Sustainable Culinary Practices: Organic Food
The Meaning of Organic Food
In general terms, organic food is food that is grown in an environmentally friendly environment and that is free of synthetic pesticides or petroleum-based fertilizers. They are environmentally friendly because they are grown using water and soil conservation techniques as well as reusable resources. In addition, organic foods are not irradiated and do not have genetically modified organisms (GMO) or any form of chemical additives. For a more precise definition, the United States Food and Drug Administration has a National Organic Program that exactly defines organic food. In addition to giving an exact definition, it also explains the regulations that are associated with growing or raising of organic food.
When it comes to products that come from livestock, such as cows or chickens, the term organic has more to do with the way that the animal was cared for and raised. In this sense, organic implies that the animal was treated humanely and given feed that was organically grown. Organic meat and dairy means that the animals were also never given any form of growth hormones or antibiotics.
Deciphering Organic Food Labeling
When buying organic, it is important to understand that not all organic foods are the same. The labeling on organic food will explain exactly what the consumer is getting when the organic product is purchased. There are four levels, or types, of labels when it comes to organic food. These labels are: 100 percent organic, organic, made with organic ingredients and less than 70 percent organic ingredients. They are defined as:
- 100 Percent Organic: This label is self-explanatory in that it is 100 percent organic. Food items found with this label will exactly meet the definition of organic foods in that they do not have synthetic pesticides, growth hormones, antibiotics or hormones.
- Organic: When a consumer purchases organic food, he or she is getting a food product that is 95 percent organic with 5 percent of ingredients being non-organic.
- Made with Organic Ingredients: Consumers who purchase this type of organic food will get a product that is no less than 70 percent organic ingredients and 30 percent non-organic ingredients.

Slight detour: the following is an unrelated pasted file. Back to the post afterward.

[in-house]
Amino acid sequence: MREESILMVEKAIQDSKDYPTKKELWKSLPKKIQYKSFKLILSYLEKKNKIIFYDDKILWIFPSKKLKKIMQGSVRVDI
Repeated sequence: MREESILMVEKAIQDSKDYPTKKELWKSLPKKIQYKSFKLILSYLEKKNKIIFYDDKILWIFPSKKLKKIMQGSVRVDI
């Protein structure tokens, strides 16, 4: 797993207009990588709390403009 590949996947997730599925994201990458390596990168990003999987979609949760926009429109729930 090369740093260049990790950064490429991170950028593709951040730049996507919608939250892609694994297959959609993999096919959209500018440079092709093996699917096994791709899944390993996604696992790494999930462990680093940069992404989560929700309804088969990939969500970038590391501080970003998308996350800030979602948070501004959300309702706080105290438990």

- Less Than 70 Percent Organic: With this label food will only name organic ingredients in their ingredient list.
Comparing Organic and Natural Foods
The difference in food items that are called natural and food called organic may seem confusing to some. On the surface, the two terms may seem to be the same, however there are some differences between them that consumers should be aware of before choosing between the two. The primary and most important difference lies in regulations. When it comes to organic food, the FDA has regulations in place and clearly defines the meaning of the word organic. This is not true for foods that are labeled as being natural. Natural foods are neither regulated or defined by any food organizations or federal bodies. This means that manufacturers can label anything as being natural without first meeting any specific standards.
Why Choose Organic?
There are several reasons why consumers should choose organic food. These reasons range from benefiting a person’s health to the environment. Five of the more common reasons selecting organic foods include:
- They’re Good for the Environment: Traditional farming methods can be dangerous to the soil and nearby streams. Organic farming methods do not use any synthetic or potentially toxic materials that will contaminate these areas.
- It’s USDA Regulated: As previously discussed, organic foods are governed by the USDA, This ensures that the food is safe for consumption and that the food is being handled properly.
- Help Increase Organic Farming: As the demand for organic food grows the number of farms that supply it will also increase. Currently in the United States there are roughly 13,000 organic farms that are certified. While this may seem like a significant number, it seems much smaller on a global level where only .7 percent of farmland is organic.